A history of certain gastrointestinal and bowel disorders may make this vaccine unsuitable for some infants. These include those with:
a history of intussusception, where part of the bowel folds in on itself, like a collapsible telescope
gastrointestinal malformation that could predispose them to intussusception.
The first dose of Rotarix is always given before 15 weeks of age, as the side effect of intussusception seems unlikely to occur if the vaccine doses start at this age. This also reduces the chance of the vaccine being wrongly blamed for cases of intussusception that sometimes occur naturally at around five months of age. There are strict rules about the age at which the rotavirus vaccine should be given to babies, to avoid the risk of intussusception.
When compared to the number of cases that happen anyway, 120 per 100,000 children, this is a very low additional risk and should be compared to the benefits of the vaccine in preventing severe rotavirus infection.
More detail about the vaccine
The vaccine contains live human rotavirus that has been weakened (attenuated), so it stimulates the immune system but does not cause disease in healthy people.
However, it should not be given to people who are clinically immunosuppressed, either due to drug treatment or underlying illness. This is because the vaccine strain could replicate too much and cause a serious infection. This includes babies whose mothers have had immunosuppressive treatment while they were pregnant or breastfeeding.
Babies should have the results of their screening for Severe Combined Immunodeficiency (SCID) checked before the rotavirus vaccine is given if they live in an area of England where screening happens. If SCID is suspected, the vaccine should not be given. However, if no SCID result is available, the vaccine should be given.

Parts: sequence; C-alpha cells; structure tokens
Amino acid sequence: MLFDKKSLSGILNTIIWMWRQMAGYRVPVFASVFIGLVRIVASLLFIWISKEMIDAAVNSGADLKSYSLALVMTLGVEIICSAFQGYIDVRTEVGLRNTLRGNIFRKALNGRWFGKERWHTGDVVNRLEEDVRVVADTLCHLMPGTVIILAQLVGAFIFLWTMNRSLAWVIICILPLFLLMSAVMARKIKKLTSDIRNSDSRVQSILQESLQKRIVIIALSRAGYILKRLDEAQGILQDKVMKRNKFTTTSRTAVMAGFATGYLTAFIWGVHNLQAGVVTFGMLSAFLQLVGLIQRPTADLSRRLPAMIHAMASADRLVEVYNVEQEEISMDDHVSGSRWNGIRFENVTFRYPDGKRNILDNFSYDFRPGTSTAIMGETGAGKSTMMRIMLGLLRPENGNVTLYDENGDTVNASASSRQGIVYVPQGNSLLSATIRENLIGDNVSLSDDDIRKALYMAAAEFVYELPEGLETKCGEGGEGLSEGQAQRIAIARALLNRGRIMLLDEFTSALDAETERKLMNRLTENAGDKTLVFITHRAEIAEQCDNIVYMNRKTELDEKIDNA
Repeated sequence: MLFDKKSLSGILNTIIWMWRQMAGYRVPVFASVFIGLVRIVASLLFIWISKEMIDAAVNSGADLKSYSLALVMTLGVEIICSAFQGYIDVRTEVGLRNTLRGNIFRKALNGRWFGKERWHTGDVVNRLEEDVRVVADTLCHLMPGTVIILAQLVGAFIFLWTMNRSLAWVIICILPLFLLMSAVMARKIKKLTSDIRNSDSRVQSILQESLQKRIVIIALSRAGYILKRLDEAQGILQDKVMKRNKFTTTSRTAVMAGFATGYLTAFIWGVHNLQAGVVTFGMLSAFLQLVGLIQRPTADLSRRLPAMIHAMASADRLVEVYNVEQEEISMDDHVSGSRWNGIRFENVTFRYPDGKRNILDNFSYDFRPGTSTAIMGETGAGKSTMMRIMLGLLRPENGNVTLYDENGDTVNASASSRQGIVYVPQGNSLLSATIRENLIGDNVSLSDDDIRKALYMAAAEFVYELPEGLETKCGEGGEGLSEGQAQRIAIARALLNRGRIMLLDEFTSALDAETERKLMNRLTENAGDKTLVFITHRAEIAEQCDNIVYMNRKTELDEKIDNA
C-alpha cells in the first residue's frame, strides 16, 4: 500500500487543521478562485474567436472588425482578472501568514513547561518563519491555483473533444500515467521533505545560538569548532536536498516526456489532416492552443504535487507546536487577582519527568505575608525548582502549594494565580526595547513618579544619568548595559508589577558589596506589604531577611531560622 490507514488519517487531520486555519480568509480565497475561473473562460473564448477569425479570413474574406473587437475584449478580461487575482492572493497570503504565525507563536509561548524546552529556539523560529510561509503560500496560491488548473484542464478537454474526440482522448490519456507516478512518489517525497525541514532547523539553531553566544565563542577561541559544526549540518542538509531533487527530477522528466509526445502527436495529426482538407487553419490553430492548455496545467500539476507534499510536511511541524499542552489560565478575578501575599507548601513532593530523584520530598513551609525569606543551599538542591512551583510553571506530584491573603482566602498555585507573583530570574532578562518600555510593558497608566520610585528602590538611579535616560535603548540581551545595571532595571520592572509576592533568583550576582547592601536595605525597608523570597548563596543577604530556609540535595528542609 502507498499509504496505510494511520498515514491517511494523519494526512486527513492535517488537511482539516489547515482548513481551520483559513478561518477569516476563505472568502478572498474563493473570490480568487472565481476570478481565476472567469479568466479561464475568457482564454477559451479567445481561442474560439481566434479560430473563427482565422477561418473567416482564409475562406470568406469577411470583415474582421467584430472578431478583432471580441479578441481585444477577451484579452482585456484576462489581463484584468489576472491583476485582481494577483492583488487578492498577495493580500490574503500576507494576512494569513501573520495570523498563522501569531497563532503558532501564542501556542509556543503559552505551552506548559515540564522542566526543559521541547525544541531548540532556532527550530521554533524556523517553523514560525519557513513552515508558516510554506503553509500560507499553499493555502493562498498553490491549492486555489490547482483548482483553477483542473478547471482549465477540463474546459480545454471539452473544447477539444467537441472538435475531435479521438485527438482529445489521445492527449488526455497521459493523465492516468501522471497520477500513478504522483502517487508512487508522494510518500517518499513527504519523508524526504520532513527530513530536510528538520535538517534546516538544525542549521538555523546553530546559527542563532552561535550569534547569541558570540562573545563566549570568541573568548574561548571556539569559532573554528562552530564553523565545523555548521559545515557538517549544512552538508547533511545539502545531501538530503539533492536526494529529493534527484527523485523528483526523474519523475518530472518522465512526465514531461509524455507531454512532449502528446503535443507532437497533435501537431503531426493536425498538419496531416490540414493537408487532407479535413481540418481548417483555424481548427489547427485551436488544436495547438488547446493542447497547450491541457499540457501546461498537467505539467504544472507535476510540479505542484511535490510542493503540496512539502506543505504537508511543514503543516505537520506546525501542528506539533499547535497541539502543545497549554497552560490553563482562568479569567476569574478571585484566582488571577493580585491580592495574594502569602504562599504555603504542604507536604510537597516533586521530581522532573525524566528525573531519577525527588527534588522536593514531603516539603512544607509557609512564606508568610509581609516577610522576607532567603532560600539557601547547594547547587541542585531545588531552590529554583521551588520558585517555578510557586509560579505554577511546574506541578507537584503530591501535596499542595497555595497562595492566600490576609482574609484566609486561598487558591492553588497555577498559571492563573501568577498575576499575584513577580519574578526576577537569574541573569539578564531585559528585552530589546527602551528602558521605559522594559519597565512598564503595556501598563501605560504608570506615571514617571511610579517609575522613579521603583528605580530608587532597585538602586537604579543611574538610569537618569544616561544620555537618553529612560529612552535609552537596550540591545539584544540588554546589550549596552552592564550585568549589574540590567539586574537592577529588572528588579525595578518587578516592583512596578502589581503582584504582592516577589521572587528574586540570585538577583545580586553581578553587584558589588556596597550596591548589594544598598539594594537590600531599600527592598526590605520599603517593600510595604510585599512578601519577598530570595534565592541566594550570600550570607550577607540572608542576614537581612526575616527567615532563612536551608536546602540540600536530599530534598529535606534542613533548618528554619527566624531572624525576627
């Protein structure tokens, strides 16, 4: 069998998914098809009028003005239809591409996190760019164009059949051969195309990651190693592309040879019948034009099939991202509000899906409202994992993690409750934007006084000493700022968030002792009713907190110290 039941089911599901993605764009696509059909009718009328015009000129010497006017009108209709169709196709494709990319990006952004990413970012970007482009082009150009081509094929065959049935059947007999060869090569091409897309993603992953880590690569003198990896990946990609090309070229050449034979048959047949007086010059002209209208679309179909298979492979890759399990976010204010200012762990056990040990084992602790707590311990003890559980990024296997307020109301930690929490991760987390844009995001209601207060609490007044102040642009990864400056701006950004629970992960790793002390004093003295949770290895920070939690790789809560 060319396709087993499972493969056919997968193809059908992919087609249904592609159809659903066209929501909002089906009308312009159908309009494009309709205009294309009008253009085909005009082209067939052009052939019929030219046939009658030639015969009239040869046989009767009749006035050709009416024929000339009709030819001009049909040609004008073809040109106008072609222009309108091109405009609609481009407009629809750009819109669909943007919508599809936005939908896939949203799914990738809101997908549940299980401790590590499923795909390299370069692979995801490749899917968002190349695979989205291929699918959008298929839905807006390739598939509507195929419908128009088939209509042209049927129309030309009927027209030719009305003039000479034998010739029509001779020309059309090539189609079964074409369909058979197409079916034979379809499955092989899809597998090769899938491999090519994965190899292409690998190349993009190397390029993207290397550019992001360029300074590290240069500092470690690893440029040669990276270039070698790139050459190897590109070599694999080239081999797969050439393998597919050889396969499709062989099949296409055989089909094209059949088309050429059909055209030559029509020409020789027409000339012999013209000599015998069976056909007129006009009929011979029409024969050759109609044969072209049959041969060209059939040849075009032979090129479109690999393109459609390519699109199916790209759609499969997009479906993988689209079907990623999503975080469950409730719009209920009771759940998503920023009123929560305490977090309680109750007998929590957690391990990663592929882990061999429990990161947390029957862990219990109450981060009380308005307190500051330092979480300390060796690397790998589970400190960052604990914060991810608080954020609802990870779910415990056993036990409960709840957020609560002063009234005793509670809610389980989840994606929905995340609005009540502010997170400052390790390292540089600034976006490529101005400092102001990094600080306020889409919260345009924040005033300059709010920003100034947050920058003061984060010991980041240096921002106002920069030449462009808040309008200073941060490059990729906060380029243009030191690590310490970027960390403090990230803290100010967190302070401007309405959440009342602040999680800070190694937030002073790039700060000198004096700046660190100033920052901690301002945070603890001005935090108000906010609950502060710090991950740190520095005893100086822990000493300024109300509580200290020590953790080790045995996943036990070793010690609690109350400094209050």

SCID screening was added to the routine newborn screening test at five days of age, in six areas across England in September 2021 – these include babies born in the regions served by screening labs in Newcastle, Manchester, Sheffield, Birmingham, Great Ormond Street Hospital and Guys and St Thomas Hospital. This is part of an evaluation that will find out if screening for SCID will work in England the same as it has in many other countries.
SCID screening is used to identify babies with a rare genetic condition that affects the immune system. This could pose a risk to them if they receive live vaccines, like the rotavirus vaccine. Babies in non-screening areas will be assigned a ‘SCID screening not offered’ result.
The rotavirus vaccine should also not be given to babies of mothers that used medication that impacts the immune system (immunosuppressive biological therapy) during their pregnancy because this could influence the infant’s immune status.
Other rotavirus vaccines available
Alongside Rotarix, another vaccine is licensed to protect against Rotavirus but is not currently used in the UK. RotaTeq is used in some countries and is delivered as a three-dose course. Where possible, infants should receive the same vaccine for each of their doses. See the RotaTeq patient information leaflet for more information.
Impact of the rotavirus vaccine
In the UK, when the rotavirus vaccine was introduced, experts predicted that the vaccine would:
halve the number of rotavirus cases seen by GPs each year. Before a vaccine was introduced, 130,000 UK children a year visited their GP with rotavirus infection.
cut the number of hospital admissions by two-thirds. Before introducing a vaccine, around 12,700 UK children were hospitalised with rotavirus infection a year.
The graph below shows what has happened in the UK since the rotavirus vaccine was introduced in July 2013. In 2014, 2015 and 2016, the number of reported cases of rotavirus fell by over 70% compared to previous years. Rotavirus infections tend to peak between January and March, but in these years, there was no significant peak in cases.